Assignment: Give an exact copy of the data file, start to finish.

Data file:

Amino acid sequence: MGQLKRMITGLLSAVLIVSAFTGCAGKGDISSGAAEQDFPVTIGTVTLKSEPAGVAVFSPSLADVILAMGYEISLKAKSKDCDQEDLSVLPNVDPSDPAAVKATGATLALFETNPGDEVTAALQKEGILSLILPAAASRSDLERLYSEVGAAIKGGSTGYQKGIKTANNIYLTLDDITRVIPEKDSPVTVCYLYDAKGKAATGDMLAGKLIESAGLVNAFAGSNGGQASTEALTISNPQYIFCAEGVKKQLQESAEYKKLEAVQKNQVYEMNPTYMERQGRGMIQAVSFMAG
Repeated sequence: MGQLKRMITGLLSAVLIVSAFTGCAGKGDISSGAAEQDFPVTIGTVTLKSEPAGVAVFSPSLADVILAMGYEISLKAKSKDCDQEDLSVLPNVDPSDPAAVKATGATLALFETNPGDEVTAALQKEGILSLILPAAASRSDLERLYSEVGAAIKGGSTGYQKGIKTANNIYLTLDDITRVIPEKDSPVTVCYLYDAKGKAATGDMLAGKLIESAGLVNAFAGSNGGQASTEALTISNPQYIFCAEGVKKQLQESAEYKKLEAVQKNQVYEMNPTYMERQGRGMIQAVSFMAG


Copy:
Amino acid sequence: MGQLKRMITGLLSAVLIVSAFTGCAGKGDISSGAAEQDFPVTIGTVTLKSEPAGVAVFSPSLADVILAMGYEISLKAKSKDCDQEDLSVLPNVDPSDPAAVKATGATLALFETNPGDEVTAALQKEGILSLILPAAASRSDLERLYSEVGAAIKGGSTGYQKGIKTANNIYLTLDDITRVIPEKDSPVTVCYLYDAKGKAATGDMLAGKLIESAGLVNAFAGSNGGQASTEALTISNPQYIFCAEGVKKQLQESAEYKKLEAVQKNQVYEMNPTYMERQGRGMIQAVSFMAG
Repeated sequence: MGQLKRMITGLLSAVLIVSAFTGCAGKGDISSGAAEQDFPVTIGTVTLKSEPAGVAVFSPSLADVILAMGYEISLKAKSKDCDQEDLSVLPNVDPSDPAAVKATGATLALFETNPGDEVTAALQKEGILSLILPAAASRSDLERLYSEVGAAIKGGSTGYQKGIKTANNIYLTLDDITRVIPEKDSPVTVCYLYDAKGKAATGDMLAGKLIESAGLVNAFAGSNGGQASTEALTISNPQYIFCAEGVKKQLQESAEYKKLEAVQKNQVYEMNPTYMERQGRGMIQAVSFMAG